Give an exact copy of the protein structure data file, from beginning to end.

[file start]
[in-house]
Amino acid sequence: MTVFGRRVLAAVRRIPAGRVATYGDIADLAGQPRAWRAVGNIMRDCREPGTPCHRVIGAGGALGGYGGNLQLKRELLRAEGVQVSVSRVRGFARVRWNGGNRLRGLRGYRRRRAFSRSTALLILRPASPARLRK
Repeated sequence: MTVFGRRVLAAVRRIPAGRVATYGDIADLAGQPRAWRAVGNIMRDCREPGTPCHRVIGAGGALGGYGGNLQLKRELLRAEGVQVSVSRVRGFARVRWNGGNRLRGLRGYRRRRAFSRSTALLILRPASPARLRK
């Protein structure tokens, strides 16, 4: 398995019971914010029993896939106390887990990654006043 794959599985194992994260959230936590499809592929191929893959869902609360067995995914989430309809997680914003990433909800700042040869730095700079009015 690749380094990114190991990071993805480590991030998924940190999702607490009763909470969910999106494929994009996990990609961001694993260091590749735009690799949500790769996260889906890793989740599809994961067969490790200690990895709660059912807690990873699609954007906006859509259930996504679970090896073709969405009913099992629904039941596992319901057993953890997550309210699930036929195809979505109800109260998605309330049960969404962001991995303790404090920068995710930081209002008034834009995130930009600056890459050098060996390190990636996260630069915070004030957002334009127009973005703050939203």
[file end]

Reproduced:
[in-house]
Amino acid sequence: MTVFGRRVLAAVRRIPAGRVATYGDIADLAGQPRAWRAVGNIMRDCREPGTPCHRVIGAGGALGGYGGNLQLKRELLRAEGVQVSVSRVRGFARVRWNGGNRLRGLRGYRRRRAFSRSTALLILRPASPARLRK
Repeated sequence: MTVFGRRVLAAVRRIPAGRVATYGDIADLAGQPRAWRAVGNIMRDCREPGTPCHRVIGAGGALGGYGGNLQLKRELLRAEGVQVSVSRVRGFARVRWNGGNRLRGLRGYRRRRAFSRSTALLILRPASPARLRK
């Protein structure tokens, strides 16, 4: 398995019971914010029993896939106390887990990654006043 794959599985194992994260959230936590499809592929191929893959869902609360067995995914989430309809997680914003990433909800700042040869730095700079009015 690749380094990114190991990071993805480590991030998924940190999702607490009763909470969910999106494929994009996990990609961001694993260091590749735009690799949500790769996260889906890793989740599809994961067969490790200690990895709660059912807690990873699609954007906006859509259930996504679970090896073709969405009913099992629904039941596992319901057993953890997550309210699930036929195809979505109800109260998605309330049960969404962001991995303790404090920068995710930081209002008034834009995130930009600056890459050098060996390190990636996260630069915070004030957002334009127009973005703050939203």